There is sufficient evidence that commercial PCB mixtures containing 60% chlorine by weight are carcinogenic in rats. Aroclor 1254 and otherlower chlorinated commercial PCB mixtures have a lower carcinogenic potential than the 60% chlorine mixtures. Although the evidence that PCBsare carcinogenic in rats is conclusive.
Human studies provide suggestive evidence that PCBs are carcinogenic. The carcinogenicity of PCBs in humans has been investigated inretrospective cohort mortality studies, which investigated cancer in exposed workers, and in casecontrol studies of environmental exposure thatexamined associations between serum or adipose tissue levels of PCBs and occurrence of cancer. Some of the mortality studies suggest thatoccupational exposures to PCBs were associated with cancer at several sites, particularly the liver, biliary tract, intestines, and skin(melanoma). There is no clear association between occupational exposures to PCBs and cancer in other tissues, including the brain,hematopoietic, and lymphatic. The hypothesis that environmental exposure to PCBs can cause breast cancer in humans is controversial and needs tobe further studied. A number of casecontrol studies have investigated possible associations between breast cancer and concentrations of PCBs inbreast tissue or blood in the general population. Breast adipose levels of total PCBs or individual congeners were increased in women withbreast cancer in some but not all studies. Other environmental exposure studies used serum PCB concentrations as the marker of exposure withblood samples taken after the diagnosis of breast cancer, or prospectively collected prior to diagnosis. None of the serum studies foundsignificantly different mean blood levels of PCBs in breast cancer cases and controls. There also were no significant associations between riskof breast cancer and serum PCBs in most of these studies, although some data suggest that risk may be increased in some subgroups ofpostmenopausal women. Many of the better designed studies were prospective, and none of the prospective studies found that PCBs were associatedwith the occurrence of breast cancer.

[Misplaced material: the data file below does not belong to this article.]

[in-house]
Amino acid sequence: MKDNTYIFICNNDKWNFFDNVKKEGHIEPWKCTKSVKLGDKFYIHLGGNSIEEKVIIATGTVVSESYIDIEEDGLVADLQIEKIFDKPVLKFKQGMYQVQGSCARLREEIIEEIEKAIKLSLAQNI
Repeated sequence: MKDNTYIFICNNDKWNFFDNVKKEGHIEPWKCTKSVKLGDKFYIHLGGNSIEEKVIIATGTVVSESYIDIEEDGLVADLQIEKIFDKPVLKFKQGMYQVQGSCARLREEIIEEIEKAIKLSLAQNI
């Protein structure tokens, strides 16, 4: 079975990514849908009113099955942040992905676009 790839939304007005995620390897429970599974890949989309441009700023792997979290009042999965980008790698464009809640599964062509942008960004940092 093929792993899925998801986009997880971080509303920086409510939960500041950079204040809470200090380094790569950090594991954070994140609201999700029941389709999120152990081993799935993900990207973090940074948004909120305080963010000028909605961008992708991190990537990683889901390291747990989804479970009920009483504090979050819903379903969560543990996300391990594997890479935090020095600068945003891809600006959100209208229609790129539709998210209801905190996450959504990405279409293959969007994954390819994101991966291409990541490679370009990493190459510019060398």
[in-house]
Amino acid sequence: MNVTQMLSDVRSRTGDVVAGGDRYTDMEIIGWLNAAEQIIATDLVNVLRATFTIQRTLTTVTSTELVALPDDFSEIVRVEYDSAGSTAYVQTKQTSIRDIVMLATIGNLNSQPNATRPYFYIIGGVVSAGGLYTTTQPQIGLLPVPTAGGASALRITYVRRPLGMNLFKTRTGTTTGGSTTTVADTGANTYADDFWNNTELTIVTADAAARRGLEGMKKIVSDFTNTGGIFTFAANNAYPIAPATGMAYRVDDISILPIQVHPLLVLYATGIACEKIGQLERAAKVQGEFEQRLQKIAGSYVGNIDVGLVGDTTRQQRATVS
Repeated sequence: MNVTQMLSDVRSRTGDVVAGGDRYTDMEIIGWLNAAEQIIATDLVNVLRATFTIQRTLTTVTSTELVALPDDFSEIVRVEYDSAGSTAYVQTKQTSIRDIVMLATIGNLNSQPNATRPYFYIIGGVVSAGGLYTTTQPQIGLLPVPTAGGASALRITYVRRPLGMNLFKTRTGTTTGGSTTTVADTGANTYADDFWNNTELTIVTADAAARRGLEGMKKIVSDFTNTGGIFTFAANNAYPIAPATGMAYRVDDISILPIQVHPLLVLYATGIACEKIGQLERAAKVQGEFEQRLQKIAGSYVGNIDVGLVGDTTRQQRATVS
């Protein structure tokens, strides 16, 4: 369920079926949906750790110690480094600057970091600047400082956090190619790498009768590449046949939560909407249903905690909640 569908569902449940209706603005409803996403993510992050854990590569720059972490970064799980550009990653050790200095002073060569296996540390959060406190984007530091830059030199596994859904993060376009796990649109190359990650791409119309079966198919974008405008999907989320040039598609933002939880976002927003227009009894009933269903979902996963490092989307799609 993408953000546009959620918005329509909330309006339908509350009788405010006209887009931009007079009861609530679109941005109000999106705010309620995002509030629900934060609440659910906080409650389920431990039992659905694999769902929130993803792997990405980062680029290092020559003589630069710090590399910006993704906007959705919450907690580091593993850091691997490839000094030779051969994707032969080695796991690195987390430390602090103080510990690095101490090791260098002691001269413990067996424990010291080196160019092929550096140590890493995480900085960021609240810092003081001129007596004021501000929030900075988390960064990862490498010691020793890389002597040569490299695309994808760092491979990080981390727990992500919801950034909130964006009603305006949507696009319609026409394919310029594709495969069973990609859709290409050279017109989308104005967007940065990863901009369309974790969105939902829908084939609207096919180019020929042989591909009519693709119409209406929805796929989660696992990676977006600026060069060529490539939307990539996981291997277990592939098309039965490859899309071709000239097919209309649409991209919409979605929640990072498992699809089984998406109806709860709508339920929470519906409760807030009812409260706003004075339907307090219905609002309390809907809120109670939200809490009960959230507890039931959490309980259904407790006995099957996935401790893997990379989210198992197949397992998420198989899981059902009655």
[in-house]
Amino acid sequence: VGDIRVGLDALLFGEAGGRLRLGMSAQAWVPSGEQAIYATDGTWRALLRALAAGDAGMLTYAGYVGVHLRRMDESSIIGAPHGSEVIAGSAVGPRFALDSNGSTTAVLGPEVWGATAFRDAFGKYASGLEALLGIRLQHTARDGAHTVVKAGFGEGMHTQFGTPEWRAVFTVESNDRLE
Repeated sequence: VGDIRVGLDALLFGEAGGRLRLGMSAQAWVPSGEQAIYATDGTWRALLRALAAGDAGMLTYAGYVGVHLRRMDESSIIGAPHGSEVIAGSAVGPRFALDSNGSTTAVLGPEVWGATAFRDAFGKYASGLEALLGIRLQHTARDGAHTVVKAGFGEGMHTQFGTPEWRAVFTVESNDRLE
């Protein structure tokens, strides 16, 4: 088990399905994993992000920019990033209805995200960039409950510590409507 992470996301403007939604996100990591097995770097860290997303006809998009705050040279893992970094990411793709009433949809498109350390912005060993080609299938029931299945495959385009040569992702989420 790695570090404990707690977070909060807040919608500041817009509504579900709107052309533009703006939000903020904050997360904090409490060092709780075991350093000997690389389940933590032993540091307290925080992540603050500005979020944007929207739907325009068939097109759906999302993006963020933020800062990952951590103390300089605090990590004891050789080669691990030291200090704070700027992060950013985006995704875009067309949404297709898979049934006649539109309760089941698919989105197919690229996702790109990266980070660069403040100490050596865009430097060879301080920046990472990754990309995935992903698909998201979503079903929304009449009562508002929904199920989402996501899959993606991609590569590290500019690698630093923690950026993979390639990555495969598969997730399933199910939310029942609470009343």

Department of Health and Human Services (DHHS) has stated that PCBs may reasonably be anticipated to be carcinogens. Both US EPA and theInternational Agency for Research on Cancer (IARC) have determined that PCBs are probably carcinogenic to humans.